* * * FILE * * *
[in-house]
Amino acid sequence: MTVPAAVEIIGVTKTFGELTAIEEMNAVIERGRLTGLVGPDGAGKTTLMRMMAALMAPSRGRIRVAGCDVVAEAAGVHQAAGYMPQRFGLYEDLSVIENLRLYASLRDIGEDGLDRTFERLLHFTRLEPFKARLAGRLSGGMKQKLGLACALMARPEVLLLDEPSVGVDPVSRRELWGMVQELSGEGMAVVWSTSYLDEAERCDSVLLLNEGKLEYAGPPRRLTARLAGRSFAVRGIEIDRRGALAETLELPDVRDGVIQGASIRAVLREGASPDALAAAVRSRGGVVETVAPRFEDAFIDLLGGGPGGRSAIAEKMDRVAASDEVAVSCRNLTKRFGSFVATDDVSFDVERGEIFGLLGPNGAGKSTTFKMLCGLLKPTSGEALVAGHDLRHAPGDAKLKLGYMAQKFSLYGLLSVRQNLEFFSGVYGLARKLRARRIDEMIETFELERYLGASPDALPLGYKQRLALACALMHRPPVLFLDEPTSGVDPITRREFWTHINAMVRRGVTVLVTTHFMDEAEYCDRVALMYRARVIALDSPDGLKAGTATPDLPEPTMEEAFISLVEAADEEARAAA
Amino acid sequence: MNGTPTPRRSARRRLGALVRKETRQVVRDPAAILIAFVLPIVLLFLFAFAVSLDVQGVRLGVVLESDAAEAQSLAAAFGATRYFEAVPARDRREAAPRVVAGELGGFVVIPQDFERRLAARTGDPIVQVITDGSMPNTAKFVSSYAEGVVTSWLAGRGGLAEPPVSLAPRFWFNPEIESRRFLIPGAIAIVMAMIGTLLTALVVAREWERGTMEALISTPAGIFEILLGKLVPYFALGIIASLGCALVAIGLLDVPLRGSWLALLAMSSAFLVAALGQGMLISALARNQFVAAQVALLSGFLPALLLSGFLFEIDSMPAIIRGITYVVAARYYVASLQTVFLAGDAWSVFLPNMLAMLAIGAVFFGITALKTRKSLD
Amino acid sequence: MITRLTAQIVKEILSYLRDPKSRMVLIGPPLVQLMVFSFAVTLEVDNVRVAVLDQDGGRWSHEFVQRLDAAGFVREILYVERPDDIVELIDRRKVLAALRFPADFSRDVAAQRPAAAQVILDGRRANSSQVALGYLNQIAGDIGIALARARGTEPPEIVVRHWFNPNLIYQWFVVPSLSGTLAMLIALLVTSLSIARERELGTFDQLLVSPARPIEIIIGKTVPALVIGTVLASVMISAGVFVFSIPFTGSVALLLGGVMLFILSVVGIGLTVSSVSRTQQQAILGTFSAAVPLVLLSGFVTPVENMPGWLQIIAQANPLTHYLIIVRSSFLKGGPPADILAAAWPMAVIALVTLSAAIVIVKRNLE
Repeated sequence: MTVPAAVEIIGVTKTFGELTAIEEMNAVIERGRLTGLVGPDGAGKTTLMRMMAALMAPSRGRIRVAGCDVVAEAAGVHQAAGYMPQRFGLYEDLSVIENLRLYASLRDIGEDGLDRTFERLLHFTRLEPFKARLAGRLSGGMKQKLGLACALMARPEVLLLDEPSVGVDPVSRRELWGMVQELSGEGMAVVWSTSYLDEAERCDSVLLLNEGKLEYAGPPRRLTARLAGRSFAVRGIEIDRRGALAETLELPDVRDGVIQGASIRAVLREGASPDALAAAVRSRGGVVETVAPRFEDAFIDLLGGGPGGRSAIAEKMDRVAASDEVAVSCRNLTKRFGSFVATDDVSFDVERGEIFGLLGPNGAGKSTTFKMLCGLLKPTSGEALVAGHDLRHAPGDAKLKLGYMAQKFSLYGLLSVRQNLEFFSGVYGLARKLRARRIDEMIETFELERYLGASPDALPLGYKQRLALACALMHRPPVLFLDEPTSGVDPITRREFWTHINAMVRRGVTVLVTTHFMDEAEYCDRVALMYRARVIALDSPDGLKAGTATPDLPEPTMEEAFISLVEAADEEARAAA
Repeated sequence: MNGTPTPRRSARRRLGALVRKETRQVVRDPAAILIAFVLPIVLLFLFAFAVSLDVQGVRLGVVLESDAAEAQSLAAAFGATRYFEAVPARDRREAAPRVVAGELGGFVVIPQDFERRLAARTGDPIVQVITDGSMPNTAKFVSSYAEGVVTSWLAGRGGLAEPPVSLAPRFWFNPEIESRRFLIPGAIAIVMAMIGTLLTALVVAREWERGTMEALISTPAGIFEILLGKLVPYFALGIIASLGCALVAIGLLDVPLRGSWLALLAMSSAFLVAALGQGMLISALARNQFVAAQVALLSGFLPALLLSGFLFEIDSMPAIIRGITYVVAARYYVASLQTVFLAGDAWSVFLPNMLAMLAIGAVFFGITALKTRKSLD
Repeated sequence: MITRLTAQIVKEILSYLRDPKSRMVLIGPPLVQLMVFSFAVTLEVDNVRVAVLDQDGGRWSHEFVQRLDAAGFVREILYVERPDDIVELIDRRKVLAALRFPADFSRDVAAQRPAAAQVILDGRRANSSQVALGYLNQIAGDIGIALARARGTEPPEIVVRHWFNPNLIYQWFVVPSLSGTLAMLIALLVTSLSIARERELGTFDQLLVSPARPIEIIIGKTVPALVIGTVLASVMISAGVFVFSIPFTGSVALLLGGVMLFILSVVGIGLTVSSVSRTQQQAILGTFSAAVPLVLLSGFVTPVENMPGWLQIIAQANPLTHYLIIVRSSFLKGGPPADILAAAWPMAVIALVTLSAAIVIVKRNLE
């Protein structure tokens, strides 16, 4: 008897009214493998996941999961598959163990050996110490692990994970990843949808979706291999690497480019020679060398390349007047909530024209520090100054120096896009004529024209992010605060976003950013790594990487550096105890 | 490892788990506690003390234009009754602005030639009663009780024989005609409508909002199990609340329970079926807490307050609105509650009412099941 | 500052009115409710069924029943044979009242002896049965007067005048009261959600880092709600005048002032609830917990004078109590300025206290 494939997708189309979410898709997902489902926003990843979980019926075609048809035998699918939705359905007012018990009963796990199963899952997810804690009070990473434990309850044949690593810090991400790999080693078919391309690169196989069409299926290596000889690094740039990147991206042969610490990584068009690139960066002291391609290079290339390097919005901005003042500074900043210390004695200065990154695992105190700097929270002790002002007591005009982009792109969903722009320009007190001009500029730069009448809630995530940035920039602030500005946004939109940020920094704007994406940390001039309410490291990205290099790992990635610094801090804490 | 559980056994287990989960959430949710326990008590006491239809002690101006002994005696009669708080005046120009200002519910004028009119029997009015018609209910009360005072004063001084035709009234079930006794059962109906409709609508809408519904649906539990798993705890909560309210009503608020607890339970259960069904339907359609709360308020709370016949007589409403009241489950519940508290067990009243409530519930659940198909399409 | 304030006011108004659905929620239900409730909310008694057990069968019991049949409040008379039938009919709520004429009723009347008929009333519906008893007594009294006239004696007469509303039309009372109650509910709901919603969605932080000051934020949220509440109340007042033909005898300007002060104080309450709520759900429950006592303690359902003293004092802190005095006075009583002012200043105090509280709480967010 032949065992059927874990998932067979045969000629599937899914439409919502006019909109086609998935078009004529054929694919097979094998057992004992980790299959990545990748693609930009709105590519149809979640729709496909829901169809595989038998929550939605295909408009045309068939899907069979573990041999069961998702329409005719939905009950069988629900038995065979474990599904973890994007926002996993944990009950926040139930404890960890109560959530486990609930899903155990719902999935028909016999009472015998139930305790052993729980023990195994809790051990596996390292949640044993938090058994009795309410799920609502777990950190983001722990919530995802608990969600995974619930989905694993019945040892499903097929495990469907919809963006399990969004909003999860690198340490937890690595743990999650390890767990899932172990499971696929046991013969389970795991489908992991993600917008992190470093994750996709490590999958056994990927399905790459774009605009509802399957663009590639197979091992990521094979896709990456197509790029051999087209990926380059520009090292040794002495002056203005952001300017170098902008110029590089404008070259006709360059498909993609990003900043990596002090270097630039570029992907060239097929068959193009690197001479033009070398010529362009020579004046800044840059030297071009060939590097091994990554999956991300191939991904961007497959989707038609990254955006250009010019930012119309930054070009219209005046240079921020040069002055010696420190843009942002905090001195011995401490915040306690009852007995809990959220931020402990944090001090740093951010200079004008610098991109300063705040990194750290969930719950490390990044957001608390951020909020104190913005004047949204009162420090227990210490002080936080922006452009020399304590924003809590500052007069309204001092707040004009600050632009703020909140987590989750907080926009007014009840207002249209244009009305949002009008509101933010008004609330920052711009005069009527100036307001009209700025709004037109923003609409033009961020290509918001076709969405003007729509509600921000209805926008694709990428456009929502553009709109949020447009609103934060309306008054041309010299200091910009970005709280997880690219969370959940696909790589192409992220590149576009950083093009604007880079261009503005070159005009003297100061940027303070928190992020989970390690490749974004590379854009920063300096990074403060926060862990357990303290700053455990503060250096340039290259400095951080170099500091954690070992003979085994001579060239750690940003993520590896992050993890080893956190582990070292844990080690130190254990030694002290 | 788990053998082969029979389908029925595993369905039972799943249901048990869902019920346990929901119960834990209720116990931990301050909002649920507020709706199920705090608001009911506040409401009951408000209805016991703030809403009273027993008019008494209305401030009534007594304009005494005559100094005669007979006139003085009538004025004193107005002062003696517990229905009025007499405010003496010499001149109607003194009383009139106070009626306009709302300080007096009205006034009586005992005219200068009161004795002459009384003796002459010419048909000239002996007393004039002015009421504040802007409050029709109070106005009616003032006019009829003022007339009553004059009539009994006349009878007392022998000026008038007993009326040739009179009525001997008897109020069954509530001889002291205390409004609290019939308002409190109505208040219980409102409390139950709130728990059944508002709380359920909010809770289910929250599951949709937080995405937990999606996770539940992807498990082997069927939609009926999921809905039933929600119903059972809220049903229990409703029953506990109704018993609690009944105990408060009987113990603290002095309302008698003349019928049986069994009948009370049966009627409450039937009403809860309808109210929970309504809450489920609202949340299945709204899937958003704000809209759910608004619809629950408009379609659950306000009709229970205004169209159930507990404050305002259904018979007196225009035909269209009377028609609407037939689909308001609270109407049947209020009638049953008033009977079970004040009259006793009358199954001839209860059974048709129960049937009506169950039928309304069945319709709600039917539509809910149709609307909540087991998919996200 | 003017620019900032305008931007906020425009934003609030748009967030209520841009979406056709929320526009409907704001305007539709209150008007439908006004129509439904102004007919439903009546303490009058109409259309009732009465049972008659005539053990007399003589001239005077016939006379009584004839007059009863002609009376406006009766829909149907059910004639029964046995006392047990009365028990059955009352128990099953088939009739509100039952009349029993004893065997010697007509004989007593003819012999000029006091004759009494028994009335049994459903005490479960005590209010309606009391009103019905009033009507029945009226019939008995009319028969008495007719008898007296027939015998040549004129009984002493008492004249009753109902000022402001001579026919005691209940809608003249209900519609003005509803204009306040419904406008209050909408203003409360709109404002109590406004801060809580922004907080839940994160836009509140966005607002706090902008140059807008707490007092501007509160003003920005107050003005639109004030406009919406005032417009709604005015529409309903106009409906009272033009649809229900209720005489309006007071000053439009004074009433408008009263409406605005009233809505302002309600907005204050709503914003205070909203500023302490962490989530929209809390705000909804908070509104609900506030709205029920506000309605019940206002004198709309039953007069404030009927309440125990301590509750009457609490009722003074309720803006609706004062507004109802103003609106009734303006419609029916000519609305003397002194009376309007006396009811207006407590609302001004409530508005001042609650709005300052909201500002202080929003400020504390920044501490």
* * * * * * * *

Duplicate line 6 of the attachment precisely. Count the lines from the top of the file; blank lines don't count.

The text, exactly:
Repeated sequence: MNGTPTPRRSARRRLGALVRKETRQVVRDPAAILIAFVLPIVLLFLFAFAVSLDVQGVRLGVVLESDAAEAQSLAAAFGATRYFEAVPARDRREAAPRVVAGELGGFVVIPQDFERRLAARTGDPIVQVITDGSMPNTAKFVSSYAEGVVTSWLAGRGGLAEPPVSLAPRFWFNPEIESRRFLIPGAIAIVMAMIGTLLTALVVAREWERGTMEALISTPAGIFEILLGKLVPYFALGIIASLGCALVAIGLLDVPLRGSWLALLAMSSAFLVAALGQGMLISALARNQFVAAQVALLSGFLPALLLSGFLFEIDSMPAIIRGITYVVAARYYVASLQTVFLAGDAWSVFLPNMLAMLAIGAVFFGITALKTRKSLD